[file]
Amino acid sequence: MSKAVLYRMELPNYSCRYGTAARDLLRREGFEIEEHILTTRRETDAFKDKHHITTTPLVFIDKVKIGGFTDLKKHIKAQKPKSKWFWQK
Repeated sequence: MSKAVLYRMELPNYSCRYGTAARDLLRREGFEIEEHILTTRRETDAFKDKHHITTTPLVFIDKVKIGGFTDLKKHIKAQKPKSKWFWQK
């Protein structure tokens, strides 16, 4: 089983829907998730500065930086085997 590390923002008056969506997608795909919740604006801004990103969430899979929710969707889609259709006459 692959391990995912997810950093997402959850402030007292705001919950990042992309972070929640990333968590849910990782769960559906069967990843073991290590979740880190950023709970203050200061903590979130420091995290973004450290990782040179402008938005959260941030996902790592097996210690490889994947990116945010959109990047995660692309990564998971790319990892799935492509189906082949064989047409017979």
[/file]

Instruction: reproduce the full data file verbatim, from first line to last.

Amino acid sequence: MSKAVLYRMELPNYSCRYGTAARDLLRREGFEIEEHILTTRRETDAFKDKHHITTTPLVFIDKVKIGGFTDLKKHIKAQKPKSKWFWQK
Repeated sequence: MSKAVLYRMELPNYSCRYGTAARDLLRREGFEIEEHILTTRRETDAFKDKHHITTTPLVFIDKVKIGGFTDLKKHIKAQKPKSKWFWQK
């Protein structure tokens, strides 16, 4: 089983829907998730500065930086085997 590390923002008056969506997608795909919740604006801004990103969430899979929710969707889609259709006459 692959391990995912997810950093997402959850402030007292705001919950990042992309972070929640990333968590849910990782769960559906069967990843073991290590979740880190950023709970203050200061903590979130420091995290973004450290990782040179402008938005959260941030996902790592097996210690490889994947990116945010959109990047995660692309990564998971790319990892799935492509189906082949064989047409017979």